By Molly Blake
In April 2011, a young Army wife posted a chilling comment on her blog that began, "If you are reading this, you should know that I'm dead."
The 27-year-old woman continued, "at least I hope I'm dead ... it would be awful to fail at your own suicide."
The woman reportedly received treatment and didn't kill herself, and her blog post helped put the spotlight on a serious issue: the mental health issues of military spouses.
While there has been much written about the suicide rate among soldiers (in July 2012, 38 soldiers committed suicide -- more than died in Afghanistan that month), the suffering of military spouses has received relatively short shrift. That's changing. Blue Star Families, a nonprofit where I work, found in its recent annual Military Family Lifestyle Survey that a full 10 percent of military spouses admitted that they considered suicide. The spouse-suicide phenomenon is both underreported (10 percent of respondents also said they preferred not to answer the question) and unexplored. "There is obviously a problem there that our community should rally to find solutions to," says research director Dr. Vivian Greentree, who is also a military spouse.
As a military spouse, I'm not surprised by what Blue Star Families found. The typical military spouse is young, between the ages of 19 and 22, and since 9/11, 26 percent have endured deployments totaling 13 to 24 months. That's not including a spouse's training, field time away from home and other assignments. Sixteen percent have chalked up to three years of deployments.
The unemployment rate among military spouses is a staggering 28 percent and a whopping 62 percent say that their service member has exhibited signs of post-traumatic stress but chose not to seek treatment. And since just 1 percent of our nation shoulders the burden of war, it should come as no surprise that stress levels have pushed many to the brink.
My second daughter was born while my husband was in Iraq and on more than one occasion, I found myself nearly incapacitated with sadness. In those moments, I was lucky enough to find the strength to climb out of that dark place. Fortunately, my parents, having agreed to stay with me for a month after her birth, were never far away.
Not all military spouses have such support, so many of us are encouraged by digital tools being developed. One solution that is being hailed by doctors including Dr. Peter Bernstein, a clinical psychologist, as a "step in the right direction," is Facebook's online approach.
Fred Wolens, a spokesperson for the social media giant, says the crisis tool provides tailored military-related counseling information to military families. It works by allowing friends and family members to report a user who is exhibiting signs that they are struggling emotionally. The anonymous reports go up the chain where a team quickly determines if the threat is legit. "Facebook messages the user and reporter with links to national suicide prevention material," after which VA personnel can respond via phone, text or online chat.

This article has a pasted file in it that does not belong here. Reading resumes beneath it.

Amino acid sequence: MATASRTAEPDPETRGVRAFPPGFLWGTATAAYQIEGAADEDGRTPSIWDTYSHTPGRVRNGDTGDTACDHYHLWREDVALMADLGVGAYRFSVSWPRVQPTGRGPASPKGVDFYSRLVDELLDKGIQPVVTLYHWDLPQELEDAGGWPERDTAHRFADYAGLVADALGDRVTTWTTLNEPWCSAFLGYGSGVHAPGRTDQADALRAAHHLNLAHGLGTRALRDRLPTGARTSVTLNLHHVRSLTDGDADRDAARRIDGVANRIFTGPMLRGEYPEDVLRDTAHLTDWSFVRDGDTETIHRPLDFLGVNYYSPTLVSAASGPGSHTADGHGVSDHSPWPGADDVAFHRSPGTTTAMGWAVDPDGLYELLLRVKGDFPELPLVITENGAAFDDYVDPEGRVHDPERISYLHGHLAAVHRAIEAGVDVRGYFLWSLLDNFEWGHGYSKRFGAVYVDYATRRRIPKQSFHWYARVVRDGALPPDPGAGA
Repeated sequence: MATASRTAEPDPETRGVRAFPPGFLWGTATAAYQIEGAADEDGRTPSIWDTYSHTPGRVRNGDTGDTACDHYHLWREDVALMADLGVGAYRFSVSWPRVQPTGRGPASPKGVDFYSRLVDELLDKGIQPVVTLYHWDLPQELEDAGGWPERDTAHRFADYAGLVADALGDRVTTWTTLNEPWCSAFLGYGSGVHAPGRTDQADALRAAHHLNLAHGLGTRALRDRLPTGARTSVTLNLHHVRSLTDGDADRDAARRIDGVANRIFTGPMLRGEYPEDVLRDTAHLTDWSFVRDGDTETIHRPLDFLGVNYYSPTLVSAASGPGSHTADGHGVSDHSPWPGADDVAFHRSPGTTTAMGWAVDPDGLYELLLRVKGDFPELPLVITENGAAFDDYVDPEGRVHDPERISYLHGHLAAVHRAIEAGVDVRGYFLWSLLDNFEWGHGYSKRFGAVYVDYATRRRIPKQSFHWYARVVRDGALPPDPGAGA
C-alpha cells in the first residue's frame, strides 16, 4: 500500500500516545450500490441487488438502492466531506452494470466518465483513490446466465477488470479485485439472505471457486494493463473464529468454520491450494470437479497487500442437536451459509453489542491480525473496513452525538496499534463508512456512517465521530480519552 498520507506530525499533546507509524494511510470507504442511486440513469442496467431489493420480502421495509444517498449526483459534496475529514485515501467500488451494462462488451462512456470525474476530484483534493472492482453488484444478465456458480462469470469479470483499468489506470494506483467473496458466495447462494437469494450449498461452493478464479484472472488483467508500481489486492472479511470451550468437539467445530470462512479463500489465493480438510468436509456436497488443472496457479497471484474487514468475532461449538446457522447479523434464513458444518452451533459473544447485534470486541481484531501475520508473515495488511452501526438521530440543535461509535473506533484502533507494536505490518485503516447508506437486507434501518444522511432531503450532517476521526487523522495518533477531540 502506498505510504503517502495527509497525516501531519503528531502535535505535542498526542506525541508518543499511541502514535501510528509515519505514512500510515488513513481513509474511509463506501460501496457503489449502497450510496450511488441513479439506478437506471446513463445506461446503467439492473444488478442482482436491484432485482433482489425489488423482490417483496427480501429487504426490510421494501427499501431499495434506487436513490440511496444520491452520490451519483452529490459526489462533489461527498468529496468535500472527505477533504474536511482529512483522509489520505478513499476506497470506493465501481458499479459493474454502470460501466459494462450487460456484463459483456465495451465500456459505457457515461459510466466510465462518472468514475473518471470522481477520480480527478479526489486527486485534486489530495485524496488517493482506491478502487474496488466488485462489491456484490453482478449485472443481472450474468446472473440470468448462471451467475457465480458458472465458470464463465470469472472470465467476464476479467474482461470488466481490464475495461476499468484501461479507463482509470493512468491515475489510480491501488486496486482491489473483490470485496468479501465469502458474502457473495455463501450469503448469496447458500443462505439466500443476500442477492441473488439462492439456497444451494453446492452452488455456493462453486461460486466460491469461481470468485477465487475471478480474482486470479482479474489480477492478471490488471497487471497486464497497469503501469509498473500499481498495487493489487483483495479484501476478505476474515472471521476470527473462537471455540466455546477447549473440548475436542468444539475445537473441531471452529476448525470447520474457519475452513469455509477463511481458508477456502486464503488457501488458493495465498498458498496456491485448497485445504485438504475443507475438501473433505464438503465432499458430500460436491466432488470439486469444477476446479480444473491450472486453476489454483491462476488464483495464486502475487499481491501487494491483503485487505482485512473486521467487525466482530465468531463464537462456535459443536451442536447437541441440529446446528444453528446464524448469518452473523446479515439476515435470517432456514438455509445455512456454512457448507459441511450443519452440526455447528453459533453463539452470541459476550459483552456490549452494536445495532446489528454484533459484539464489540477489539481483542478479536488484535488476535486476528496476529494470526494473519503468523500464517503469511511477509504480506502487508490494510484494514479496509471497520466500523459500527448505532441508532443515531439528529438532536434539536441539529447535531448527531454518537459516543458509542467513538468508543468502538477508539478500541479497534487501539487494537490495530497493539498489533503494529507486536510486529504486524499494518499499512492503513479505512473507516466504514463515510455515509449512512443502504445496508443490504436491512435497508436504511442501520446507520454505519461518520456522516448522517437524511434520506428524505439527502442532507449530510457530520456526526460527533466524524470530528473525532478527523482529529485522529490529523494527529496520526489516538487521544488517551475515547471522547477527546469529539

"We know it's been used," said Wolens.
At Bernstein's Institute for Integrative Psychotherapy and Trauma Treatment in California, he and his team advocate for a holistic approach to treating mental illness. He says "there is hope for military spouses who are isolated and suffering," and applauds the online efforts to reach out during crisis.
Meanwhile nonprofits like Blue Star Families will continue to look for insight into this sensitive issue and encourage spouses in need to seek help. But perhaps more important is the day-to-day dealings that civilians have with military spouses and their perception that "milspouses" can manage deployments, separations, kids and houses without so much as breaking a sweat.
I don't know how many times a civilian friend has said to me 'I don't know how you do it,' " said Amy Bushatz, a military spouse and the managing editor of SpouseBUZZ. "We need our civilian friends to know that sometimes this is so hard that it can push us towards the breaking point."
"Not all crises are the end," added Dr. Bernstein. "It can be the beginning."
Warning Signs Of Suicide
The more of these signs that a person shows, the greater the risk.
- Talking about wanting to die.
- Looking for a way to kill oneself.
- Talking about feeling hopeless or having no purpose.
- Talking about feeling trapped or in unbearable pain.
- Talking about being a burden to others.
- Increasing the use of alcohol or drugs.
- Acting anxious, agitated or recklessly.
- Sleeping too little or too much.
- Withdrawing or feeling isolated.
- Showing rage or talking about seeking revenge.
- Displaying extreme mood swings.
Molly Blake is a freelance writer and Marine Corps spouse. She writes about issues affecting military families. You can see her work at MollyBlake.com.
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